- April 28, 2022
- Posted by: OptimizeIAS Team
- Category: DPN Topics
Context- Deadly heatwave building across India, Pakistan: Experts
- A deadly heatwave is building across India and Pakistan, A new an lysis by climate scientists has directly connected the heatwave with climate.
- New Delhi could touch 44-45°C, approaching its record April temperature, while some parts of North India could touch 46°C.
- Heatwave warnings have been issued, with public health experts pointing out that extreme heat so early in the year is particularly dangerous.
What are Heat Waves?
- A heat wave is a period of abnormally high temperatures, more than the normal maximum temperature that occurs during the summer season in the North-Western and South Central parts of India.
- It is a condition of air temperature which becomes fatal to the human body when exposed.
- The IMD declares a heatwave when the maximum temperature crosses a certain threshold — 40°C in the plains, 37°C along the coast, and 30°C in hilly regions.
- Alternatively, a heatwave is declared if the maximum temperature rises by between 5°C and 6.4°C above normal.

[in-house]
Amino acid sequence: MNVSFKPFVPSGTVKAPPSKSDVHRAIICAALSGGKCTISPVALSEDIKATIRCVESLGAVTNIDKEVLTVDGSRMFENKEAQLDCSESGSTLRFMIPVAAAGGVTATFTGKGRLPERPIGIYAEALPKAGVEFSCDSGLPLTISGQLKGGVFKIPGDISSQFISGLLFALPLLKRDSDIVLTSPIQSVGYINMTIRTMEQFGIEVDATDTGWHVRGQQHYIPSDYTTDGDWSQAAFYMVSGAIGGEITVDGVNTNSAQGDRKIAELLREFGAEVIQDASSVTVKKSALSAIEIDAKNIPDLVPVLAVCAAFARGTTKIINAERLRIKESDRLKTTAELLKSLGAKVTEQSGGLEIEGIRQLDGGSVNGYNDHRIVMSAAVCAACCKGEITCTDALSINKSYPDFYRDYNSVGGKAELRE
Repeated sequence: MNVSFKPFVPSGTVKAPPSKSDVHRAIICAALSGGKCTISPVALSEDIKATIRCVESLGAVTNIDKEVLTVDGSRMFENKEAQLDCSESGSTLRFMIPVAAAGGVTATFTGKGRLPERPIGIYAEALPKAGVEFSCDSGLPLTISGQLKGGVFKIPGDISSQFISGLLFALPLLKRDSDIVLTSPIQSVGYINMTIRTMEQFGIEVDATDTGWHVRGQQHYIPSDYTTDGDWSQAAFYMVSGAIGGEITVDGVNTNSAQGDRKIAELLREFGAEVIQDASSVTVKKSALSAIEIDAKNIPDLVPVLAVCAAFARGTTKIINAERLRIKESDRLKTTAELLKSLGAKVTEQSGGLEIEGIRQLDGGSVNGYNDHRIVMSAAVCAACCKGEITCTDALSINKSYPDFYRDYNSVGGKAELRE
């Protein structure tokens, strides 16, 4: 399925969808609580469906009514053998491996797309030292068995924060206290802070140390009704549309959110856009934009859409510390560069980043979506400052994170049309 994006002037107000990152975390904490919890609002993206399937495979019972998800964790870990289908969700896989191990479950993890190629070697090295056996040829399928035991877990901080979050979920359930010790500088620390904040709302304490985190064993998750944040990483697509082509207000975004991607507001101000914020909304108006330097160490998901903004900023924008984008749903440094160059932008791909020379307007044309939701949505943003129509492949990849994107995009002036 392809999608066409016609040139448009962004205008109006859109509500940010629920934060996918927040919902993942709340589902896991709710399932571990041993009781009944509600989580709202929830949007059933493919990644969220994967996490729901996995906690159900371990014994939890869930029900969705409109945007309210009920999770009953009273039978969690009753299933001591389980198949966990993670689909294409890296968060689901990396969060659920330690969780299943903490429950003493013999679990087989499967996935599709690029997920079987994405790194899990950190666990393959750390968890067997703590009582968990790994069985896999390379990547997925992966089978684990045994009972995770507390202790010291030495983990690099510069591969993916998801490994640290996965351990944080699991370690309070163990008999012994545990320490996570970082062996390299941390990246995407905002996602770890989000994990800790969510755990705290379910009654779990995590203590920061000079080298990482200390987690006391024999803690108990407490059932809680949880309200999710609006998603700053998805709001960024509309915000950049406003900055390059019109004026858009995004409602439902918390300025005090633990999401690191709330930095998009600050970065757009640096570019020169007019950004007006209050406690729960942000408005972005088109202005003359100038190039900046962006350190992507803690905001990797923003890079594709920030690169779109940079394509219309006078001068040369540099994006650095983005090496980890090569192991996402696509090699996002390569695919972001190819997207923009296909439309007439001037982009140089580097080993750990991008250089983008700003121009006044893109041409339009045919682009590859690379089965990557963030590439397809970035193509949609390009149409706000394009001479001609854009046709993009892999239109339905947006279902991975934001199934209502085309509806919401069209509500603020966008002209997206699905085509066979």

- A severe heatwave is declared when the maximum temperature rises more than 6.4°C above normal.
- A third condition for a heatwave arises when an area records a maximum temperature of more than 45°C and up to 47°C on any given day.
What is the Impact of these Heat Waves?
- Crop Damage:
- The concurrence of heat and drought events is causing crop production losses and tree mortality.
- India has already suﬀered the hottest March in 122 years of weather data, and parts of the country are seeing wheat yields drop 10-15 per cent partly due to the unseasonal heat.
- Less Food Production and High Prices:
- The risks to health and food production will be made more severe from the sudden food production losses exacerbated by heat-induced labour productivity losses.
- These interacting impacts will increase food prices, reduce household incomes, and lead to malnutrition and climate-related deaths, especially in tropical regions.
- Mortality and Morbidity: The Intergovernmental Panel on Climate Change (IPCC) in the Second Part of AR6 Report flagged that heat extremes are causing human deaths and morbidity.
- The increased heat will lead to an increase in diseases like diabetes, circulatory and respiratory conditions, as well as mental health challenges.
- Labour Productivity Loss:
- A higher urban population also implies heat-induced labour productivity loss, resulting in economic impacts.
- Wildfires and Droughts:
- The Lancet report showed that populations of 134 countries experienced an increase in exposure to wildfires with droughts becoming more widespread than ever before.